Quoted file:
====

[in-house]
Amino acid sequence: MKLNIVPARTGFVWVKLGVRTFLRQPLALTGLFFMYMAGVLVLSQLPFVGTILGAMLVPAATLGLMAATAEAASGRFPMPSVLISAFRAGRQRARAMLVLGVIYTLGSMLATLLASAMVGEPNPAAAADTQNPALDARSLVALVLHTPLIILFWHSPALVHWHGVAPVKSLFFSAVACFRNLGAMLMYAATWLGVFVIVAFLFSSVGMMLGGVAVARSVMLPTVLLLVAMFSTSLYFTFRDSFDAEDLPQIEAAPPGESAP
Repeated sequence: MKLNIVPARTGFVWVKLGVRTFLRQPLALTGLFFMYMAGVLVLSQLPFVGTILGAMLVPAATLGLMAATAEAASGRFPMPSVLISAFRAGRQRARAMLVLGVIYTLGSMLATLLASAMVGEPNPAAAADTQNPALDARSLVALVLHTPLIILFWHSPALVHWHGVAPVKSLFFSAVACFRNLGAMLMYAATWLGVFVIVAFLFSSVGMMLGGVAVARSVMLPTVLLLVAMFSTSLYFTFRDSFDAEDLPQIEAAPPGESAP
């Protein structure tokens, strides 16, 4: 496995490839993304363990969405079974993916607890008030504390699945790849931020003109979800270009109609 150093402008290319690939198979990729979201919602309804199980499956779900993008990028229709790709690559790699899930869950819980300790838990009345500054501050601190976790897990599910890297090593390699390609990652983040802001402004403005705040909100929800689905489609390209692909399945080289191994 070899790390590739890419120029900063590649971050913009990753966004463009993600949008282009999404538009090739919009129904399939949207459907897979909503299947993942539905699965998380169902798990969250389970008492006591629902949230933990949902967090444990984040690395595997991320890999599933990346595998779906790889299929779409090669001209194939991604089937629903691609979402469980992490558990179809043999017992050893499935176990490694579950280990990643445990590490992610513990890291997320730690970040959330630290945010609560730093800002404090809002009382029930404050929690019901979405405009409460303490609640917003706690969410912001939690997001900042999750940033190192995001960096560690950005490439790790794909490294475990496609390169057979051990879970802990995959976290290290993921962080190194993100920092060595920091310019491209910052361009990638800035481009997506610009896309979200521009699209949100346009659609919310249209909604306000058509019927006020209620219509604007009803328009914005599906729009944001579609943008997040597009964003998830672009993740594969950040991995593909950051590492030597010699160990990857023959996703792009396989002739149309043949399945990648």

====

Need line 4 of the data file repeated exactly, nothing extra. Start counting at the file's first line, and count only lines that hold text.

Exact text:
């Protein structure tokens, strides 16, 4: 496995490839993304363990969405079974993916607890008030504390699945790849931020003109979800270009109609 150093402008290319690939198979990729979201919602309804199980499956779900993008990028229709790709690559790699899930869950819980300790838990009345500054501050601190976790897990599910890297090593390699390609990652983040802001402004403005705040909100929800689905489609390209692909399945080289191994 070899790390590739890419120029900063590649971050913009990753966004463009993600949008282009999404538009090739919009129904399939949207459907897979909503299947993942539905699965998380169902798990969250389970008492006591629902949230933990949902967090444990984040690395595997991320890999599933990346595998779906790889299929779409090669001209194939991604089937629903691609979402469980992490558990179809043999017992050893499935176990490694579950280990990643445990590490992610513990890291997320730690970040959330630290945010609560730093800002404090809002009382029930404050929690019901979405405009409460303490609640917003706690969410912001939690997001900042999750940033190192995001960096560690950005490439790790794909490294475990496609390169057979051990879970802990995959976290290290993921962080190194993100920092060595920091310019491209910052361009990638800035481009997506610009896309979200521009699209949100346009659609919310249209909604306000058509019927006020209620219509604007009803328009914005599906729009944001579609943008997040597009964003998830672009993740594969950040991995593909950051590492030597010699160990990857023959996703792009396989002739149309043949399945990648």